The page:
Harry's choice to not forgive Cho and instead, to affirm his loyalty to his friends, Dumbledore, and the D.A. shows that at this point, Harry is too invested in his friendships and caring for those people than he is in trying to make a relationship with Cho work. Harry slowly gains more information through his dreams, but at this point it’s likely that Voldemort is actively influencing him, rather than simply sharing an accidental connection.
Themes
Choices, Family, and Love Theme Icon
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Harry lies to Snape that he's been practicing, but before Snape can break into Harry's mind, Malfoy knocks and tells Snape that they found Montague and need help. As Harry prepares to follow Snape out of the office, he catches sight of the Pensieve and wonders what Snape has in there. Harry puts his head into the Pensieve and falls into the middle of the Great Hall. Students seem to be taking a test; they're writing furiously at individual desks. Harry locates teenage Snape and sees that he's taking his Defense Against the Dark Arts O.W.L. Harry also finds James, Sirius, Lupin, and Wormtail. James and Sirius are extremely handsome.
Harry seems surprised to encounter his father in Snape's memory. This really shouldn't be a surprise for him, given that Snape is trying to keep thoughts from Harry he doesn't want him to see, and Harry knows that Snape loathes James and has since school. This shows how Harry's love of his father and his excitement at getting to see him in the flesh renders him unable to think critically about what he's seeing and why Snape didn't want him to see it.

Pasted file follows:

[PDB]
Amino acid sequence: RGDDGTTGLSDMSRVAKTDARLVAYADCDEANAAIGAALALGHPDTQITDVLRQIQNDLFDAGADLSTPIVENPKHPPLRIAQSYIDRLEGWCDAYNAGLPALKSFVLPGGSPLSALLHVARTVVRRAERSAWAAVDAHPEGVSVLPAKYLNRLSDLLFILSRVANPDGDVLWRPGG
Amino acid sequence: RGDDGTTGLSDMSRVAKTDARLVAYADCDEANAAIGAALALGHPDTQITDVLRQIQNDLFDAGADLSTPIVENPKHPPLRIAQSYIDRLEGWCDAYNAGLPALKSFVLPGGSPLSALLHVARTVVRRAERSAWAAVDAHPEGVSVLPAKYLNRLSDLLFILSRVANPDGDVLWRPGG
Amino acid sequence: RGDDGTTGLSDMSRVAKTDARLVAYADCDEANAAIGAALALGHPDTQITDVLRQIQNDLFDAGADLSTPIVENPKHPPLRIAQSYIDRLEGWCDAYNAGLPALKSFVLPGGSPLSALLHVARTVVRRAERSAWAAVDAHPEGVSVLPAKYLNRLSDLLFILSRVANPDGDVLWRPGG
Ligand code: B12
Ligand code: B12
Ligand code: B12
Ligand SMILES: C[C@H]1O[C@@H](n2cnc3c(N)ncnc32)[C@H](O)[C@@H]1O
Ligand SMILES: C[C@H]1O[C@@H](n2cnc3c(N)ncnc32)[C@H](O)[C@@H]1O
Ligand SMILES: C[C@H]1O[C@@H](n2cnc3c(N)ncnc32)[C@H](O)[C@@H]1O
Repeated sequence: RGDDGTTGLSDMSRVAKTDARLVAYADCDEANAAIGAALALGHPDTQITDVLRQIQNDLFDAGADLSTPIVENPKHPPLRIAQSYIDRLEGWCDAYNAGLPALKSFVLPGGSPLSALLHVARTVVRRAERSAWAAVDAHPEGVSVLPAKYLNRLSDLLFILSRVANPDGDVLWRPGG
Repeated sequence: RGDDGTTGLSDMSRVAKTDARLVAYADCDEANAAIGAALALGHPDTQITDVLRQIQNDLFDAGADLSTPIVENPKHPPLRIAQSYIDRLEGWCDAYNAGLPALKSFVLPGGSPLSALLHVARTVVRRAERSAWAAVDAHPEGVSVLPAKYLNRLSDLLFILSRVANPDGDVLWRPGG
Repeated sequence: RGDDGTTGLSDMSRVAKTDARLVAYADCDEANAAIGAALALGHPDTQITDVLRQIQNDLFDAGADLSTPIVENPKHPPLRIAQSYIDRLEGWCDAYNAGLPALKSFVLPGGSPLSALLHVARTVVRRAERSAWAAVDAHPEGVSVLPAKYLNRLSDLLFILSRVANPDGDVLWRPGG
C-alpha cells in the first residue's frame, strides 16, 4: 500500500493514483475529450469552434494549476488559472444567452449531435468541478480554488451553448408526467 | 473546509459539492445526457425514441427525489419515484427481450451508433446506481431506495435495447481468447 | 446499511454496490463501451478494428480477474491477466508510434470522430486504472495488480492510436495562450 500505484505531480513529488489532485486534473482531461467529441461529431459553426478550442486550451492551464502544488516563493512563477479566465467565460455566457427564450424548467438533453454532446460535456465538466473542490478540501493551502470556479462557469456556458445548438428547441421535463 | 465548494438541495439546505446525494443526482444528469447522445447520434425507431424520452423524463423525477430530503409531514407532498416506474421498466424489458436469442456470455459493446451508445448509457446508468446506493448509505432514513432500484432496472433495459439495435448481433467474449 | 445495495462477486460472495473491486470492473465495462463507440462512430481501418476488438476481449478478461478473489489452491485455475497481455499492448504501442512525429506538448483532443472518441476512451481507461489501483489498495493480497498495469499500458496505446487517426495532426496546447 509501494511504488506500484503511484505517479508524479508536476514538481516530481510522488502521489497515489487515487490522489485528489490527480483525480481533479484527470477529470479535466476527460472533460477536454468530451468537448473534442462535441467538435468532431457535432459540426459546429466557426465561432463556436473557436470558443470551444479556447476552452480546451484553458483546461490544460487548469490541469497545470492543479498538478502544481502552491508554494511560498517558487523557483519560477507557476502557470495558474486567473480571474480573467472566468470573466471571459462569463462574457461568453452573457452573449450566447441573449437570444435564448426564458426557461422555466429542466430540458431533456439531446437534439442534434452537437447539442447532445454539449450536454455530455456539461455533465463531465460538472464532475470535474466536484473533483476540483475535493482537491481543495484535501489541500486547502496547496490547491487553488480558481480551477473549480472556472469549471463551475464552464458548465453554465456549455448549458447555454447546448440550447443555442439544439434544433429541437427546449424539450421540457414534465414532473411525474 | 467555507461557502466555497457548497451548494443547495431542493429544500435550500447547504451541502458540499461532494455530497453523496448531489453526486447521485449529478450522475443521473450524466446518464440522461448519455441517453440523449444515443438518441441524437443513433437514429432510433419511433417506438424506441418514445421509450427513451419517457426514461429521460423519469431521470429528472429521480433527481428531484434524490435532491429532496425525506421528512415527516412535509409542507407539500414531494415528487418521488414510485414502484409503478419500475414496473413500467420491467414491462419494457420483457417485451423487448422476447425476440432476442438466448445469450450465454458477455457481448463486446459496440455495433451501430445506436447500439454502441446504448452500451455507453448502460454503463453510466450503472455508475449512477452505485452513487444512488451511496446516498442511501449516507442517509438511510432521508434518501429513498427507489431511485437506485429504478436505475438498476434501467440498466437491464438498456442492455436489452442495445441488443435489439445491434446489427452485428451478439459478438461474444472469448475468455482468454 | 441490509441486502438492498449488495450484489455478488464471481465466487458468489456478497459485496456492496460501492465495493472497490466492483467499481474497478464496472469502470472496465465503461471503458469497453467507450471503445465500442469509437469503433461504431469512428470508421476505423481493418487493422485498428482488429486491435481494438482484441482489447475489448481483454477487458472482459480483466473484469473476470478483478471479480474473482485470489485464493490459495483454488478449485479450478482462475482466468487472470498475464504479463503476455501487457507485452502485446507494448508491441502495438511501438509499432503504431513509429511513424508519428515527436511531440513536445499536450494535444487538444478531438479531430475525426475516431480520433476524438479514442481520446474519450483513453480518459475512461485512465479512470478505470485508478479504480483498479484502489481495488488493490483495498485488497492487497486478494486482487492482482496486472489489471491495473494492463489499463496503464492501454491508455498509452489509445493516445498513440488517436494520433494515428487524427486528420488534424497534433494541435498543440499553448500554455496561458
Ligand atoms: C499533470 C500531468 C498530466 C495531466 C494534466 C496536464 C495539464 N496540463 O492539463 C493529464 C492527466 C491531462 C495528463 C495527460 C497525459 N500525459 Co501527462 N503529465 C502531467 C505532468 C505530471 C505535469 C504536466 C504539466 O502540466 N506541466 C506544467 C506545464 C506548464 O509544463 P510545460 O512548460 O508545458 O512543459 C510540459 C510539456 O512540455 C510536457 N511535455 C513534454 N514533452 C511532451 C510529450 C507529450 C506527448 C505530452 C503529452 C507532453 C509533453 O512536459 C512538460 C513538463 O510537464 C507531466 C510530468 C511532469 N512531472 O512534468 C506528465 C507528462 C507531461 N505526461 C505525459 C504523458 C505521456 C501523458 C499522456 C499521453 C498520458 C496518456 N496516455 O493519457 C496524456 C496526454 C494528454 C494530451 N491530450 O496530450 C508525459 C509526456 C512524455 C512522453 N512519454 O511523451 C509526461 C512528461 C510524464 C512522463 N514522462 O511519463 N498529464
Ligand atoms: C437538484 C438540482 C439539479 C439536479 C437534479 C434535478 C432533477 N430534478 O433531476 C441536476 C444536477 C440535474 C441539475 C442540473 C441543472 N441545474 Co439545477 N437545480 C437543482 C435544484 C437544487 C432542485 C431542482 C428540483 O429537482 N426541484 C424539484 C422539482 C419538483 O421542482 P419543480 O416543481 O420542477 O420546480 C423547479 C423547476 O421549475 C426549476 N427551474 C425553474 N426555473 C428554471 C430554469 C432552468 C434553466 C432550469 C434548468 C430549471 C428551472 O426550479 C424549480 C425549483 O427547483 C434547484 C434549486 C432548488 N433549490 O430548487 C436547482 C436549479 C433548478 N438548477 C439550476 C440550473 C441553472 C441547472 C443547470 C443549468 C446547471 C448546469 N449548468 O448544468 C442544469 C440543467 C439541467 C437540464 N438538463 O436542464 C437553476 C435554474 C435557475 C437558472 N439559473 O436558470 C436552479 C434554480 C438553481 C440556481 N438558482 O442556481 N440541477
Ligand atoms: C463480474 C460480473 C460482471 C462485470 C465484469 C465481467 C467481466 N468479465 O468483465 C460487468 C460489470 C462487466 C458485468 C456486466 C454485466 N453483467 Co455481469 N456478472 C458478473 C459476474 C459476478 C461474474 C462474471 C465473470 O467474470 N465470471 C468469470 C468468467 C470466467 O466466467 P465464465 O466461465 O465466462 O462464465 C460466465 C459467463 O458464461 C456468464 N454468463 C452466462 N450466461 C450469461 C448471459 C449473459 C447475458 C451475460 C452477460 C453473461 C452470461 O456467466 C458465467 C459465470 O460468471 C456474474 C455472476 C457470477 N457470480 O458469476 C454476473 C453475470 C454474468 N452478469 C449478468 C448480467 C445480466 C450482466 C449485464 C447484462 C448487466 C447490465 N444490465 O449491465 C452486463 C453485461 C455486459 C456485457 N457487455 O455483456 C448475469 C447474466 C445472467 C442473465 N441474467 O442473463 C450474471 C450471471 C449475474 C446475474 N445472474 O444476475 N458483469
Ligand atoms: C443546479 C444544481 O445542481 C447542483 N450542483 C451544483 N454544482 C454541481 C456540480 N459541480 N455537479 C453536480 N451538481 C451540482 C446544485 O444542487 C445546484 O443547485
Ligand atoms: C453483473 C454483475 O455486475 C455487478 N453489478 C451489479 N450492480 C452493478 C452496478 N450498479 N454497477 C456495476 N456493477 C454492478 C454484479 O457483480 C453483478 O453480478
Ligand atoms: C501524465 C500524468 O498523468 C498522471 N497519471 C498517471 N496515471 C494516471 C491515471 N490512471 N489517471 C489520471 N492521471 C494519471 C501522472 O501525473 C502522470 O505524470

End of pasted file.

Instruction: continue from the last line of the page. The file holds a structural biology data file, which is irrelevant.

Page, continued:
Themes
Choices, Family, and Love Theme Icon
A young Flitwick announces the end of the exam and releases the students. Harry tries to keep himself between Snape and James's friends as they all walk onto the grounds. Snape remains engrossed in the sheet of questions and sits on the grass. James and his friends sit under a beech tree, and James pulls out a Snitch he stole and starts playing with it. Wormtail watches openmouthed, but James seems more interested in impressing girls sitting by the lake. Sirius announces that he's bored, and James points out Snape. Sirius says, "Snivellus." Lupin keeps his eyes on his book as Snape and James draw their wands. James Disarms Snape, teases him about his greasy skin, and then conjures soap bubbles in Snape's mouth.
James's behavior toward Snape is objectively cruel, awful, and unwarranted. This suggests that at least as a young man, James wasn't an especially kindhearted person, something that goes against everything that Harry has ever heard about his father. It's also worth noting that Lupin doesn't do anything to stop James and Sirius from bullying Snape, which makes him complicit as well. This also shows that the school’s inter-House hatred isn't something new by any means.
Themes
Choices, Family, and Love Theme Icon
Prejudice and Discrimination Theme Icon
Lily appears and shouts at Sirius and James to leave Snape alone. James begins messing up his hair to impress her. She calls James a bully and James agrees to leave Snape alone if Lily goes out with him. Snape and James shoot curses at each other again, but James comes out on top: he turns Snape upside down to reveal his dirty underwear. Lily and James argue, and finally James lets Snape go. Snape calls Lily a Mudblood, saying he doesn’t need her help. Lily insults James and walks off, and James turns Snape upside down again. Harry feels a hand on his arm and sees a furious adult Snape next to him. Snape yanks Harry out of the Pensieve, swears him to silence, and throws Harry out of his office. Harry is horrified by what he saw: his father was as arrogant and mean as Snape has always said he was.
Though Snape is a victim here, he's not entirely innocent—remember that "Mudblood" is an extremely offensive slur in the Wizarding world. This again shows Harry that not everyone is entirely good or entirely bad; one can be a victim who uses hateful language, and someone can also, like James, be a good person according to some people, but still have a questionable history as a bully. This experience in Snape’s memory shakes up a huge part of what Harry previously took for granted—that his father was a hero, and Harry should be proud to be like him.
Themes
Prejudice and Discrimination Theme Icon